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Making Executives a Part of Disaster Recovery Solutions

This post was written as part of the IBM for Midsize Business program, which provides midsize businesses with the tools, expertise and solutions they need to become engines of a smarter planet.

Disaster recovery is more than just an IT problem, according to Mary Shacklett of TechRepublic. Every department in the company should have a hand in system recovery and in practicing and preparing for outages and hiccups. All plans must emphasize company-wide continuity.

C-level executives should bridge the gap between departments and ensure that all sectors are on the same page, Shacklett writes. Disaster recovery (DR) should ultimately be the responsibility of executives, not IT.

Shacklett recommends that C-level executives make extra dollars available to IT to ensure that recovery failover is effective and that policies change and procedures are updated when systems crash. They must also keep track of mission-critical IT and vendors that will be necessary to get their businesses through the recovery process. Allowing executives to shoulder most of the responsibility may be the best thing for IT staff at midsize firms.


IT May Gain Control by Handing Over the Controls

An article like this, which urges executives to take the reins, has important implications for IT staff at midsize firms. It should trigger a dialogue between IT staff and stakeholders about spending money on recovery and how major losses of data can have serious negative impacts on businesses' finances and reputations.

More and more, businesses are becoming dependent on big data to make critical business decisions. A loss of this information would be incalculable to a company, and many stakeholders may not realize how easily a data loss could occur.

The following statistics may give executives something to think about: Nearly three-fourths of IT staff members who participated in a study commissioned by Cisco found that unauthorized programs used by employees were the likely reason for at least half of firms' data losses. With most companies adopting BYOD programs, there is a good chance that a midsize firm could be a target for malware or another attack.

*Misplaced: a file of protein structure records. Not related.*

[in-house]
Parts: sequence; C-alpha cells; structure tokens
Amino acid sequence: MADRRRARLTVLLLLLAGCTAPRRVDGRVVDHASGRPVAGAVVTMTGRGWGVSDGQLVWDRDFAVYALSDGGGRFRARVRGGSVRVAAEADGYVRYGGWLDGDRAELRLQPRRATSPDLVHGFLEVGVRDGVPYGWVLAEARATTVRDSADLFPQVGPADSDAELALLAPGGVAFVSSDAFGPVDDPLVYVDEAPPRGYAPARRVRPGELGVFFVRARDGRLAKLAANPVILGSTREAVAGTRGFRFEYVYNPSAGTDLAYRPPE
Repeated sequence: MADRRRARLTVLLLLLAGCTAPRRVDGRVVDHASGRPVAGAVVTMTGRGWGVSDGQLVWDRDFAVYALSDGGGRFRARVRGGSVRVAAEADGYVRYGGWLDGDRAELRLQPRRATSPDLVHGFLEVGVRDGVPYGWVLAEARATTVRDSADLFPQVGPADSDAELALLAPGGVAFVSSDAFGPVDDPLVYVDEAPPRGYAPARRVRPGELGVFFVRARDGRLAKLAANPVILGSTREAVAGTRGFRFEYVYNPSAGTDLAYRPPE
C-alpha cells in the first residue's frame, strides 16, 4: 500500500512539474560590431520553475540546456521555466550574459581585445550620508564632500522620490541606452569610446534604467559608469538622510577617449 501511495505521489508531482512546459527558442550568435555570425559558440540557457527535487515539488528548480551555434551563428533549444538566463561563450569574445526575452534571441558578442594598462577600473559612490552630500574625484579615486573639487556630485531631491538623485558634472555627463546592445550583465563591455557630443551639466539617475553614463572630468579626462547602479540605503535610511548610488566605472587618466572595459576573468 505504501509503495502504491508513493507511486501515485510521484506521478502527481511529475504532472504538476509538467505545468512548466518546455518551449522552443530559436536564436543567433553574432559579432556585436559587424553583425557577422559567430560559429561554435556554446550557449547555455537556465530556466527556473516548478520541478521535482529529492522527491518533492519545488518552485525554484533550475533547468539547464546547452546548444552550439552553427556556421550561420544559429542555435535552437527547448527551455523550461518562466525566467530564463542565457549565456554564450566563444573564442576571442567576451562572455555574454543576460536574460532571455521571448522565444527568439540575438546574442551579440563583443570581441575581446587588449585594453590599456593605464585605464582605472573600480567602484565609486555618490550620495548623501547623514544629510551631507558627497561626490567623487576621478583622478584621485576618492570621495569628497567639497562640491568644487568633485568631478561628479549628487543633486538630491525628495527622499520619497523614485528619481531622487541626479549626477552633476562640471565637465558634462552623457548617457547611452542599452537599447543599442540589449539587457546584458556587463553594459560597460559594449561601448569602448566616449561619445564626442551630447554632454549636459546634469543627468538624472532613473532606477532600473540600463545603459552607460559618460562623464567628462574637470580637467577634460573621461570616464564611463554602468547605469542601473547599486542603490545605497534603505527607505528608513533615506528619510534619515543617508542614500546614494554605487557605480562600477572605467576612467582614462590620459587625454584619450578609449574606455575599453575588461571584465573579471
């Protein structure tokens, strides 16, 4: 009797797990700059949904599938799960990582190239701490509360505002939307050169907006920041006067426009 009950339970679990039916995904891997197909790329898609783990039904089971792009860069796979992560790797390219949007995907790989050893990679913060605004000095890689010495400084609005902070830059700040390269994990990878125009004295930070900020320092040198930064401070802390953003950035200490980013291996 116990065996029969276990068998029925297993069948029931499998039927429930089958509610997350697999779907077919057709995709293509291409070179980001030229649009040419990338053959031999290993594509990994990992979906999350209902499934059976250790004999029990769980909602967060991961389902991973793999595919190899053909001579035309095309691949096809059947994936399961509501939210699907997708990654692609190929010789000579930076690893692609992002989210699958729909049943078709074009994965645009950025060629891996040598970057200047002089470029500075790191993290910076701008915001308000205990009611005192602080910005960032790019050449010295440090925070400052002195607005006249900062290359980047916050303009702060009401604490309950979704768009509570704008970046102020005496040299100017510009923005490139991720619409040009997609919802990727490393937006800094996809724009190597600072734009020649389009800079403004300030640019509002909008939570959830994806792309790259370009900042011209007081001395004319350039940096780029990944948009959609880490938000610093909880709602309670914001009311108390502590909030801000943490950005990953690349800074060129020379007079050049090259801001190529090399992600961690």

The Midsize Approach

With all of this in mind, stakeholders may take disaster recovery more seriously and shell out additional funds and resources for it if they are the ones leading the charge. IT managers, especially those at midsize firms that are scraping by with bare-bones staffs, may find it prudent to advise executives on their critical roles in the discovery process but then leave the duties of ensuring continuity among the departments to them.

Executives will likely gain a better understanding of DR and feel more invested in it because they are the ones taking control. Midsize IT professionals will also benefit because they will get what they need to ensure that recovery moves ahead smoothly following an event: They'll either be shouldering less of the heavy lifting or get the extra help and money they need.

Either way, disaster recovery is vital to protecting big data collected through analytics, and it is possibly best dealt with in a company-wide approach led by executives.


This article was written by Melissa Busch.

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